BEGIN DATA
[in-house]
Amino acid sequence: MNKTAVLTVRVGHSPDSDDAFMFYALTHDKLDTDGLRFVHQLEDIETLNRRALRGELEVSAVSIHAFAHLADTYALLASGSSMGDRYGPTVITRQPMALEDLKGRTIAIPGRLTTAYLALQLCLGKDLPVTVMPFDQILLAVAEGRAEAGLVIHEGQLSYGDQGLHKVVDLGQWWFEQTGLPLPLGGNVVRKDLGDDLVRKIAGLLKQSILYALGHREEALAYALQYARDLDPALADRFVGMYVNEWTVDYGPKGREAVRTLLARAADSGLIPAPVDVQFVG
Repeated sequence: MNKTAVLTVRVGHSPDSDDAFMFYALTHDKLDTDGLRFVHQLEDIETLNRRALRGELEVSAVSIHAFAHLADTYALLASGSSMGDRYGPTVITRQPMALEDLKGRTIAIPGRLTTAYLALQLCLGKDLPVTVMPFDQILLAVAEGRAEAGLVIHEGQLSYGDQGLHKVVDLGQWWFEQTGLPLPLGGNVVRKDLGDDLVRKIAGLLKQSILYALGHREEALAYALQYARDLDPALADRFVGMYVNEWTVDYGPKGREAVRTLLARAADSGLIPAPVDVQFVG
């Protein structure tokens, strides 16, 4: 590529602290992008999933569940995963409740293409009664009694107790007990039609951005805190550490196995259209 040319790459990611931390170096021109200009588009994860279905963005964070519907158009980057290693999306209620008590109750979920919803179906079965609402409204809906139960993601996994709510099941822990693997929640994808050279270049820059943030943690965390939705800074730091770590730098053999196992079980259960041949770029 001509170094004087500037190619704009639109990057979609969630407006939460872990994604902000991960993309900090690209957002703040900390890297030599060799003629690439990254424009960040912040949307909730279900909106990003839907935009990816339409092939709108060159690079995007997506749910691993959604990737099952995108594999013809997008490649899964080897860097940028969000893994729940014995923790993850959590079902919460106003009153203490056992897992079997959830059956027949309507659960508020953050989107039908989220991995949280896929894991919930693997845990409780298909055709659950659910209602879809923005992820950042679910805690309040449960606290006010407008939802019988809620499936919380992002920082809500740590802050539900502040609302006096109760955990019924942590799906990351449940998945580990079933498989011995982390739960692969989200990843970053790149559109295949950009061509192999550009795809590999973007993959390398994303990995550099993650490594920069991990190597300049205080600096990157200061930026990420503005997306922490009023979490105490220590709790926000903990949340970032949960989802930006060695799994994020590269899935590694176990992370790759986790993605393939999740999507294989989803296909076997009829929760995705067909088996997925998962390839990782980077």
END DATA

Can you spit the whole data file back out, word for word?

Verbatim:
[in-house]
Amino acid sequence: MNKTAVLTVRVGHSPDSDDAFMFYALTHDKLDTDGLRFVHQLEDIETLNRRALRGELEVSAVSIHAFAHLADTYALLASGSSMGDRYGPTVITRQPMALEDLKGRTIAIPGRLTTAYLALQLCLGKDLPVTVMPFDQILLAVAEGRAEAGLVIHEGQLSYGDQGLHKVVDLGQWWFEQTGLPLPLGGNVVRKDLGDDLVRKIAGLLKQSILYALGHREEALAYALQYARDLDPALADRFVGMYVNEWTVDYGPKGREAVRTLLARAADSGLIPAPVDVQFVG
Repeated sequence: MNKTAVLTVRVGHSPDSDDAFMFYALTHDKLDTDGLRFVHQLEDIETLNRRALRGELEVSAVSIHAFAHLADTYALLASGSSMGDRYGPTVITRQPMALEDLKGRTIAIPGRLTTAYLALQLCLGKDLPVTVMPFDQILLAVAEGRAEAGLVIHEGQLSYGDQGLHKVVDLGQWWFEQTGLPLPLGGNVVRKDLGDDLVRKIAGLLKQSILYALGHREEALAYALQYARDLDPALADRFVGMYVNEWTVDYGPKGREAVRTLLARAADSGLIPAPVDVQFVG
């Protein structure tokens, strides 16, 4: 590529602290992008999933569940995963409740293409009664009694107790007990039609951005805190550490196995259209 040319790459990611931390170096021109200009588009994860279905963005964070519907158009980057290693999306209620008590109750979920919803179906079965609402409204809906139960993601996994709510099941822990693997929640994808050279270049820059943030943690965390939705800074730091770590730098053999196992079980259960041949770029 001509170094004087500037190619704009639109990057979609969630407006939460872990994604902000991960993309900090690209957002703040900390890297030599060799003629690439990254424009960040912040949307909730279900909106990003839907935009990816339409092939709108060159690079995007997506749910691993959604990737099952995108594999013809997008490649899964080897860097940028969000893994729940014995923790993850959590079902919460106003009153203490056992897992079997959830059956027949309507659960508020953050989107039908989220991995949280896929894991919930693997845990409780298909055709659950659910209602879809923005992820950042679910805690309040449960606290006010407008939802019988809620499936919380992002920082809500740590802050539900502040609302006096109760955990019924942590799906990351449940998945580990079933498989011995982390739960692969989200990843970053790149559109295949950009061509192999550009795809590999973007993959390398994303990995550099993650490594920069991990190597300049205080600096990157200061930026990420503005997306922490009023979490105490220590709790926000903990949340970032949960989802930006060695799994994020590269899935590694176990992370790759986790993605393939999740999507294989989803296909076997009829929760995705067909088996997925998962390839990782980077």